If you are deriving from an existing control, instead of handling Loaded on a per instance basis, you can override OnApplyTemplate to make the behavior part of the default class behavior. OnApplyTemplate is specifically intended as the callback for this situation, where you have a tree of objects from the applied template and now you want to examine or adjust the visuals. This is a key part of defining behavior for a custom control, including actions such as declaring the starting visual states and wiring class handlers that can't be defined using the On* override pattern. One difference is that from the OnApplyTemplate scope you should use GetTemplateChild to find named parts rather than FindName(System.String).

    LayoutUpdated is a related event. The LayoutUpdated event is the last "object lifetime" event in the sequence of enabling a control, and occurs after Loaded. However, LayoutUpdated is fired for objects that are involved in a layout change, not just successive parents in the tree. Several objects in a UI might all fire LayoutUpdated at the same time. Layout changes happen for a variety of reasons, such as the user changing the view state or screen resolution, or programmatic resize of other elements in the same UI or layout container. For this reason, Loaded is usually a better choice for running code that works with an initial layout or an applied template.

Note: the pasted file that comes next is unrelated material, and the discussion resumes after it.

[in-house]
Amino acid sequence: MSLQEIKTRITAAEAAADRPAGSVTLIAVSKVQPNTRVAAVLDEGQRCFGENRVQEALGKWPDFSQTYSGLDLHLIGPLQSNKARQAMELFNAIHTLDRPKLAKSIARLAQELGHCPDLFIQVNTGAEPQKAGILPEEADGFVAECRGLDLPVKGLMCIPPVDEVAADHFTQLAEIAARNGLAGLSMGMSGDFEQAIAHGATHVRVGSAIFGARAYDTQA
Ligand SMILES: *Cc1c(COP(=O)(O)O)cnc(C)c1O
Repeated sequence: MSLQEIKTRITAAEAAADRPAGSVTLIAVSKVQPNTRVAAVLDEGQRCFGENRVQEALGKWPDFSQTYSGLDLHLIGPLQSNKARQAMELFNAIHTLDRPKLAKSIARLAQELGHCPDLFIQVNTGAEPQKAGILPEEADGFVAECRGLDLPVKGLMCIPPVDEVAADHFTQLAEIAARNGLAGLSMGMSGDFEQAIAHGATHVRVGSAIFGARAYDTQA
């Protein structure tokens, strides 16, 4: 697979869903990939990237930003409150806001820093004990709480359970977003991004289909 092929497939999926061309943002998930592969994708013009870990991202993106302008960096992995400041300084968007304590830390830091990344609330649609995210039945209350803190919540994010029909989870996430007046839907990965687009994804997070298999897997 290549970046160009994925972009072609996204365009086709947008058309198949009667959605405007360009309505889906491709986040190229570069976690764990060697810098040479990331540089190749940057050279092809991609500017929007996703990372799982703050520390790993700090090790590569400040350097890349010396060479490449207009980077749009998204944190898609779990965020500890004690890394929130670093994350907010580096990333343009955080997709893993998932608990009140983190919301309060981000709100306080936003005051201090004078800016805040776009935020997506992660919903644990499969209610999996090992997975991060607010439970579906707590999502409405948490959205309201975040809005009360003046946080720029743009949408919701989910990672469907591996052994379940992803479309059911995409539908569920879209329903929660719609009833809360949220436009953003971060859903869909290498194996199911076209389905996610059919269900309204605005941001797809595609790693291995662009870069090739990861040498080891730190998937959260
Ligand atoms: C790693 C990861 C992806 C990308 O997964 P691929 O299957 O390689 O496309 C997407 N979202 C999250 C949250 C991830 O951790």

For app code that uses navigation between pages, do not use Page.OnNavigatedTo for element manipulation or state change of controls on the destination page. The OnNavigatedTo virtual method is invoked before the template is loaded, thus elements from templates aren't available yet. Instead, attach a Loaded event handler at the root of the newly loaded page's content, and perform any element manipulations, state changes, event wiring and so on in the Loaded event handler.

    Examples

    Handlers for Loaded and Unloaded are automatically attached to any page that uses the NavigationHelper class from the project templates for support. The event wiring is done in the constructor. The handler is written using a lambda, and attaches other event handlers so that page navigation can use mouse or keyboard events.

                this.Page.Loaded += (sender, e) =>
                {
                    // Keyboard and mouse navigation only apply when occupying the entire window
                    if (this.Page.ActualHeight == Window.Current.Bounds.Height &&
                        this.Page.ActualWidth == Window.Current.Bounds.Width)
                    {
                        // Listen to the window directly so focus isn't required
                        Window.Current.CoreWindow.Dispatcher.AcceleratorKeyActivated +=